Harry Manx, Steve Marriner, Manx Marriner Mainline, Hellbound For Heaven, album review, Rock and Blues Muse

By Tom O’Connor

Stony Plain Records shared something special with the release of Harry Manx and Steve Marriner’s new 10-song collection Hell Bound For Heaven. When two multi-award-winning Roots Music giants (otherwise known as Manx Marriner Mainline,) who happen to be old friends, finally sit down to record an album together, you’re bound to catch more than just a little lightning-in-a-bottle.

Produced by Harry Manx and Steve Marriner Hellbound For Heaven is superb rootsy blues that showcases the duo’s undeniable talents. It’s no wonder that between them they have won multiple Juno Awards, Maple Blues Awards and more. Each contributed several songs to the record, as well as covering some blues and gospel gems.

Harry Manx’ mastery of blues guitar and exploration of the sitar-like sounds of the Mohan Veena had already established his reputation as a force to be reckoned with on the Canadian Blues scene when he came across a teenage harmonica wunderkind named Steve Marriner. In the years since, the duo have bonded over their passion and talent for the Blues. Not satisfied with already raking in a lifetime’s worth of awards for his preternatural harmonica talents, Steve Marriner has gone on to master pretty much every other instrument he has touched, including guitar, bass and drums, while Harry Manx’ songwriting has deepened and expanded. Separately they’re pretty amazing. Together the chemistry is undeniable.

Aided by Moe Duella’s ready/steady and subtly dynamic drumming and Clayton Doley’s intuitive touch on the Hammond organ, Manx & Marriner stick close to the theme they’ve telegraphed in the title of this collection: The crooked journey to salvation and the temptations that haunt a righteous man along the way.

They hit you with a show-stopper right out of the gate with opening track “Nothing.” A slow, but not cautious tale of a man looking back on his life after the hard world has humbled the hubris out of him. What remains? The blues of course. Marriner’s emotion-filled harmonica break is one of the few things in the world that could match the honesty of Manx’s nowhere-to-hide vocals. They let in some sunshine with the SoCal-feeling vibe of “Everybody Knows,” an inclusive song that rings with compassion while it showcases young Marriner’s multi-instrumental talents on slide andbaritone guitar, bass and even background vocals.

Title track “Hellbound For Heaven” hews closer to the source and does not lack for spooky hoodoo, thanks to Manx’ previously mentioned Mohan Veena (go ahead and Google it, I had to.) This is a blues tale of relentless bad times told by a man who has good reason to doubt the Pearly Gates will be waiting for him at the end of the road.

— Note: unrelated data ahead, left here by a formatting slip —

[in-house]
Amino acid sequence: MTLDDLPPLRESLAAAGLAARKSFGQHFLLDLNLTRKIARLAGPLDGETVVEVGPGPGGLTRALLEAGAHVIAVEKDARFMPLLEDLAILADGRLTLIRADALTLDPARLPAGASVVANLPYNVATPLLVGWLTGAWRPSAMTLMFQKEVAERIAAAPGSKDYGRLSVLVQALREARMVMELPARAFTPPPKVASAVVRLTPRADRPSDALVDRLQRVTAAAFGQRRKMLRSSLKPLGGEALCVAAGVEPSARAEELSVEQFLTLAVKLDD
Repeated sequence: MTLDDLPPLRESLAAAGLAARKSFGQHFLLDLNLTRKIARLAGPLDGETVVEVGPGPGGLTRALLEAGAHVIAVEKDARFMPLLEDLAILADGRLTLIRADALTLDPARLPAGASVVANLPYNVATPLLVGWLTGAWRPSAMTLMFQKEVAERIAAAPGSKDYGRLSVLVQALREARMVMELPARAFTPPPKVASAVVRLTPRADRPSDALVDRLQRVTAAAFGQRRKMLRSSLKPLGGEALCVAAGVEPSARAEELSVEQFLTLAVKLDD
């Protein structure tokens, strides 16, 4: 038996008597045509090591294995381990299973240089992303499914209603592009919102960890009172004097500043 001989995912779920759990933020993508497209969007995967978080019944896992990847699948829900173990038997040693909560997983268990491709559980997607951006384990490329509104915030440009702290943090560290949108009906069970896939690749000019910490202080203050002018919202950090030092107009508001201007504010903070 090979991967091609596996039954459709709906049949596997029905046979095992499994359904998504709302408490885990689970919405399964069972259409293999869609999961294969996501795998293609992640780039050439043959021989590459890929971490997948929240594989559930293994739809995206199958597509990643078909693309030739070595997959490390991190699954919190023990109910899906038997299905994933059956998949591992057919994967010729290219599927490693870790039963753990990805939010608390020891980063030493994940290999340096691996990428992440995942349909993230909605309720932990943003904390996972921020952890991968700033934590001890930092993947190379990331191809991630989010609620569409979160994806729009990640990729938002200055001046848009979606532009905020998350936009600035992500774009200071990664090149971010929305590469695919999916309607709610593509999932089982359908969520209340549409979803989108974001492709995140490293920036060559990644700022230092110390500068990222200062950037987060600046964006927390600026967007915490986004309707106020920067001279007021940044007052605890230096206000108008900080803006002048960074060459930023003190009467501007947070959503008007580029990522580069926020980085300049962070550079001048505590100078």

The first dove of hope is spotted on “My Lord.” This time around Marriner handles the vocals himself while his 12-string carries the load straight back to church where some angelic back-up vocals support his optimistic harmonica break. Manx then flexes his songwriting muscles on “My Only One,” a slow-rolling river of a sweet, sad love song that cuts to the real truth about love even before Doley’s Hammond eases in to melt what’s left of your heart.

Just when you think they might be willing to let us sinners off the hook, Manx & Marriner take a run at the formidable legacy of Charlie Patton on “Rattlesnake Blues,” putting their own spin on Patton’s otherworldly, but somehow still deeply human juju. Manx handles the vocals and slide guitar on this one while Marriner handles pretty much everything else while also managing not to waste a single measure of his harmonica break.

A few more covers follow, starting with their properly vibrato-saturated take on Pops Staples’ inspiring “Wish I Had Answered.” But just when you think salvation might be in sight, Manx and Marriner hit you with Rev. Gary Davis’ “Death Have No Mercy In This Land.” The tune gives Manx’ slide guitar a chance to take center stage as it paints a sonic picture of that desolate plain where faith is tested and the devil drives his easiest bargains. After the darkness, they take us to church on “This Little Light of Mine.” And if you thought you didn’t need to hear another version of this traditional classic, you’d be wrong.

After journeying from hell to salvation and around again, all in just nine songs, Manx and Marriner let us sail for a hopeful horizon on the sweet and simple “Rise and Fall in Love.” Manx’ vocals and Marriner’s electric guitar, are all that is required on this luscious closing track. As the vibrato slowly fades on the last sumptuous chord, you’re going to sit in that stillness with a feeling something has shifted. ….and then you’re going to hit “Play” again.

For more information about Harry Manx and Steve Marriner:

Harry Manx

Steve Marriner